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Lecture 5: The Foreign Exchange Market. Understanding Foreign Exchange Quotes. Where is this Financial Center?. La Defense in Paris: The View the Other Way. The Role of Big Banks in the FX Market.

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lecture 5 the foreign exchange market

Lecture 5: The Foreign Exchange Market

Understanding Foreign Exchange Quotes

the role of big banks in the fx market
The Role of Big Banks in the FX Market
  • Large global banks (e.g., Deutsche Bank and UBS) are involved in the interbank (i.e., wholesale) FX markets through:
    • (1) Their “external” clients” (Other large banks, exporters, importers, multinational firms, central banks, large non-bank financial institutions)
      • Acting in a broker capacity at the request of these clients.
    • (2) Their own banks (trading to generate profits).
      • Acting in a “dealer” (i.e., trading) capacity
      • Taking positions (long and short) in currencies to make a profit.
    • In dealing with external clients, these large banks are performing a “market maker” function:
      • Quoting prices upon demand to other parties in the interbank market, and
      • Buying and selling currencies at their quoted prices.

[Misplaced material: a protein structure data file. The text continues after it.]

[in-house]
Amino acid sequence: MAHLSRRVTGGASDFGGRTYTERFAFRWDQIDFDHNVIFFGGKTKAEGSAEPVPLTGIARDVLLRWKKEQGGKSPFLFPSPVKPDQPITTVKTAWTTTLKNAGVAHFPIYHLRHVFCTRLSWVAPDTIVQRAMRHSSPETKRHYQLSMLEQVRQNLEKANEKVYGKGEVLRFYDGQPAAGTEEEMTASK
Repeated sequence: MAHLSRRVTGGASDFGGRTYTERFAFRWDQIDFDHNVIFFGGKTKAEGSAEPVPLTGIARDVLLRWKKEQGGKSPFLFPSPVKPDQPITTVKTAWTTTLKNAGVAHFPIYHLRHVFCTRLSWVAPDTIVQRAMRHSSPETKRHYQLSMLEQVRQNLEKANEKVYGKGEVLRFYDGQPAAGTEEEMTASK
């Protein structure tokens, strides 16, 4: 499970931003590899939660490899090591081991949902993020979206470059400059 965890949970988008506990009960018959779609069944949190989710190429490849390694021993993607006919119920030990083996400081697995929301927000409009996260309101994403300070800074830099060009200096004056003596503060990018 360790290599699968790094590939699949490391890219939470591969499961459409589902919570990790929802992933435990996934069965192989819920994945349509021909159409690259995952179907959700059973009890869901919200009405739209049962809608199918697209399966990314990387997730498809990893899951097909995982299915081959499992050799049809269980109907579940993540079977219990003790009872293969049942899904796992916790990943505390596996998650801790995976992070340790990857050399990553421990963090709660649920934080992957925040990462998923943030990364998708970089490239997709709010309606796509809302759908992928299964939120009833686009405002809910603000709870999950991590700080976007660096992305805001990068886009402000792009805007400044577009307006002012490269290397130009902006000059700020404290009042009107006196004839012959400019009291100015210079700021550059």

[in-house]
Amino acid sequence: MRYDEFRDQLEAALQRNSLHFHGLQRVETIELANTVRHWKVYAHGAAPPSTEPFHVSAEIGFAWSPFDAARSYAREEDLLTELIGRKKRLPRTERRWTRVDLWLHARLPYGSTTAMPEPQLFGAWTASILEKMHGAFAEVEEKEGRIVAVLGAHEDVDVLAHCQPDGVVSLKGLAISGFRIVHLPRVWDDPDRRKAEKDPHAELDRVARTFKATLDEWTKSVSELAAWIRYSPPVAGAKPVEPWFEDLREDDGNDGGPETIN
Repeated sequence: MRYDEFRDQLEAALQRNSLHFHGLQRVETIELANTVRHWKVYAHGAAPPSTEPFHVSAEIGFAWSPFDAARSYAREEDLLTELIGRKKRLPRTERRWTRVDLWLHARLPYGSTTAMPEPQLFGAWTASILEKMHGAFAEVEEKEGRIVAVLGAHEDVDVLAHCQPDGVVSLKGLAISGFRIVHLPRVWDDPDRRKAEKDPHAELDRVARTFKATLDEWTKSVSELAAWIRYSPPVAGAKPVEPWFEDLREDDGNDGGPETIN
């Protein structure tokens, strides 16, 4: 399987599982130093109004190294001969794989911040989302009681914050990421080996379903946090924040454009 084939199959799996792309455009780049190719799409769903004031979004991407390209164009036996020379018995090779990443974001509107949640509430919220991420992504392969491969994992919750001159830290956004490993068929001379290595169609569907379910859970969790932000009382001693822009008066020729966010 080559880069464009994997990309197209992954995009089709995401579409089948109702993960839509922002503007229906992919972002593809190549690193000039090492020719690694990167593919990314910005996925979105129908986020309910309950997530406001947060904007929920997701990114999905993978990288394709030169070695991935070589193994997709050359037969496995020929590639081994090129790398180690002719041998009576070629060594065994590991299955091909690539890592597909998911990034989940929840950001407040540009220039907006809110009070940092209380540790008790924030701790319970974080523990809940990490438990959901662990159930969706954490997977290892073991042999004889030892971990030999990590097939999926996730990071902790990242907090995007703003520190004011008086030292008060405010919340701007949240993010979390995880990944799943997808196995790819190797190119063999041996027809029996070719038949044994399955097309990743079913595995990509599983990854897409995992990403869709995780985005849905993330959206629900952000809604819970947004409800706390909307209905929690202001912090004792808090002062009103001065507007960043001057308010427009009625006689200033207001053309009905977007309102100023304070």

making the market in fx
“Making the Market” in FX
  • The market maker function involves two primary foreign exchange activities:
  • (1) A willingness of the market maker to provide the market with “on-going” (i.e., continuous) two way quotes upon request:
    • (1) Provide a price at which they will buy a currency
    • (2) Provide a price at which they will sell a currency
      • This function provides the market with transparency
  • (2) A willingness of the market maker to actually buy and/or sell at the prices they quote:
    • Thus the market maker offers “firm” prices into the market!
      • This function provides the market with liquidity.
base and quote currency
Base and Quote Currency
  • Recall that a foreign exchange quote is simply the ratio of one currency to another.
  • Thus, a “complete” market maker quote consist of two ISO designations (e.g., EUR/USD or USD/JPY):
    • The first ISO currency quoted in the sequence is referred to as the base currency.
    • The second ISO currency quoted is referred to as the quote currency.
      • For examples above:
        • EUR/USD: EUR is the base currency and USD is the quote currency.
        • USD/JPY: USD is the base currency and JPY is the quote currency.
bid and ask quotes
Bid and Ask Quotes
  • A market maker always provides the market with two prices, specifically a price at which the market maker will buy a currency and a price at which they will sell a currency.
  • Example: EUR/USD: 1.2102/1.2106
    • The first number quoted by the market maker is the market maker’s buy price for 1 unit of the base currency ($1.2102).
      • This is the market maker’s bidquote (or buy price)
    • The second quoted number is the market marker’s sell price for 1 unit of the base currency ($1.2106).
      • This the market maker’s ask quote (or sell price)
bid ask example
Bid Ask Example